Mandatory minimum sentences impede justice

I have never met Tony Allen Gregg, a drug abuser and occasional dealer, a 10th-grade dropout and petty criminal.

But the details of Mr. Gregg's life — and the life sentence he is now serving — highlight a major problem in our criminal justice system: mandatory minimum sentencing, an offshoot of our misguided "war on drugs."


Federal mandatory minimums, created by an overzealous Congress 25 years ago, require harsh sentences for nonviolent offenders. Such laws do a disservice to the people accused of the crimes, to the judges before whom their cases are reviewed, to communities that are largely poor and black or Latino, and to society.

These laws have inappropriately shifted sentencing authority to prosecutors through their charging decisions, impeding judges from considering mitigating factors that would help impose fair and just sentences. They essentially strip away the discretion that judges traditionally employ in sentencing drug offenders, particularly low-level offenders.


As a result, the proportion of drug offenders sentenced to prison has swelled from 79 percent in 1998 to 93 percent in 2004. Many of those are serving extraordinarily long sentences, receiving little or no addiction treatment, and growing older, sicker and more in need of taxpayer-provided medical care.

The United States boasts the largest prison population in the world. And yet even the U.S. drug czar admits that our efforts are failing. After 40 years and $1 trillion spent, Gil Kerlikowske told the Associated Press last May, "it has not been successful ... the concern about drugs and drug problems is, if anything, magnified, intensified."

As a judge on the U.S. Court of Appeals for the Fourth Circuit, I learn of many personal narratives. Tony Gregg's bears retelling.

Mr. Gregg was a user, a seller, a "snitch" for the FBI. His early life was marked by abuse and instability, suicide attempts, jails and prison stays. As a drug user, Mr. Gregg resorted to selling crack cocaine — not kilos, but several grams at a time out of a hotel room in a run-down section of Richmond, Va.

Not unexpectedly, he was arrested and convicted. A district judge sentenced Mr. Gregg to the mandatory term of life imprisonment, required by statute, at the discretion of the prosecutor, for a third conviction of a felony drug offense.

When Mr. Gregg's case came before me and my colleagues on appeal, there was nothing we could do but uphold the sentence of life in prison. The appellate court, like the disapproving trial court, found its hands were tied.

I do not believe Mr. Gregg deserves life in prison — the kind of sentence often imposed on convicted murderers — but I am handicapped by mandatory minimum sentencing guidelines, set by the Anti-Drug Abuse Act of 1986.

And Mr. Gregg's is far from the only story that underscores the kind of handcuffing by mandatory minimums that U.S. judges habitually face.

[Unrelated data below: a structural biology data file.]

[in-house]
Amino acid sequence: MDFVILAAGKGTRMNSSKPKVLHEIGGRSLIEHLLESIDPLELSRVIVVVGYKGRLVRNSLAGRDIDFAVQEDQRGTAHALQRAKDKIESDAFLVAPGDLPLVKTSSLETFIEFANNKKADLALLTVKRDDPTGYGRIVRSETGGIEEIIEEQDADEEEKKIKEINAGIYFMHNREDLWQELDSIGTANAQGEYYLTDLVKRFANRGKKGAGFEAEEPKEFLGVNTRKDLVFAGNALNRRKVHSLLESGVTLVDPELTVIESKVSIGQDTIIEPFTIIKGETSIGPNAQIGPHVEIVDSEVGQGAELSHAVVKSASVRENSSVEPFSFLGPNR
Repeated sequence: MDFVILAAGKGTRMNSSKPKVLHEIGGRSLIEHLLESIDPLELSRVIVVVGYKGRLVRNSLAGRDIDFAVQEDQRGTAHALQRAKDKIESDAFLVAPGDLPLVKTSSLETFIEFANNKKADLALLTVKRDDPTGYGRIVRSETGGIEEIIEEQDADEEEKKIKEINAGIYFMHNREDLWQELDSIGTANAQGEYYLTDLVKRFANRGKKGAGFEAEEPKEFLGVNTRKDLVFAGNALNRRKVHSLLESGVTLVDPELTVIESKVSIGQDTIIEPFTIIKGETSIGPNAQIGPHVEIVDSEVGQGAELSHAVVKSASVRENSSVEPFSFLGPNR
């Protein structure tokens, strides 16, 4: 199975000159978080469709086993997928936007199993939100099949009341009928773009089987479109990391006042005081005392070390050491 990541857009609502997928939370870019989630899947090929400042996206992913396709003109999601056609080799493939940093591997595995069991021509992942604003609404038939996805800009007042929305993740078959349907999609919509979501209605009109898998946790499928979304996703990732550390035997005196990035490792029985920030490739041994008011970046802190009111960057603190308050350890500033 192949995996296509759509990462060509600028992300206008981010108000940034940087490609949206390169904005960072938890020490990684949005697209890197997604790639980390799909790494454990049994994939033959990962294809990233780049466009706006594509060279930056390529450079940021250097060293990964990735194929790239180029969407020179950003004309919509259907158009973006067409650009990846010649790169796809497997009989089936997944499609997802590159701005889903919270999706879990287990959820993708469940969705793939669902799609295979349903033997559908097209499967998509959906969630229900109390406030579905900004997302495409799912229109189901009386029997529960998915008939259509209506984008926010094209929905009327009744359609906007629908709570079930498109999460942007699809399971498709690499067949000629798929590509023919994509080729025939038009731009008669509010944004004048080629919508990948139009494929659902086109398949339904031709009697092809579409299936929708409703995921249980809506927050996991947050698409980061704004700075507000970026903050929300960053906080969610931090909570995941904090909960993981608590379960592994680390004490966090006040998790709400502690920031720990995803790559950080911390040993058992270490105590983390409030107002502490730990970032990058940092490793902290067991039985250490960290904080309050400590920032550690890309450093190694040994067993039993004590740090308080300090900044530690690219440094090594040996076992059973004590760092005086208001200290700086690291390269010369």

After 25 years of watching countless Tony Greggs serve out impossibly long sentences for transgressions that would be better served by drug treatment and social safety nets, I say with certainty that mandatory minimums are unfair and unjust. They cost taxpayers too much money and make very little sense. It was recently reported, for example, that in New Jersey, the cost of a year in state prison exceeds the cost of a year at Princeton University.

In a step in the right direction, Congress addressed the issue by passing the Fair Sentencing Act of 2010, reducing the sentencing disparity between crimes involving powdered cocaine and crack. In many cases, the mandatory minimum sentences doled out for crack offenses were far longer than those for like amounts of powdered cocaine offenses — a disparity that has disproportionately affected communities of color and has led to over-incarceration of petty criminals, jail and prison overcrowding and billions of dollars in taxpayer money.

The Fair Sentencing Act reduced the crack/powder disparity from 100-to-1 to 18-to-1, and the federal sentencing commission wisely made the adjustment retroactive, effectively shortening the sentences of some 13,000 people, many of whom will be released in the coming months.

Similarly, the U.S. Sentencing Commission's recent report to Congress will prompt a fresh look at federal sentencing policy, including mandatory minimum sentences.

With mandatory minimums, judges are hindered from handing out fair and just sentences, but prosecutors are given unwarranted power to dictate sentences. Nonviolent drug offenders are serving longer sentences, filling our prisons at an unsustainable rate. Meanwhile, communities are destroyed, society is unjustly served and the "war on drugs" fails.

Tony Gregg is a drug dealer deserving punishment, perhaps. But it must be a just punishment.


And if his life story — and his mandatory life sentence — can serve to call attention to this decades-long miscarriage of justice, then perhaps he will have done us all some good.

Andre M. Davis of Baltimore is a judge with the United States Court of Appeals for the Fourth Circuit. His email is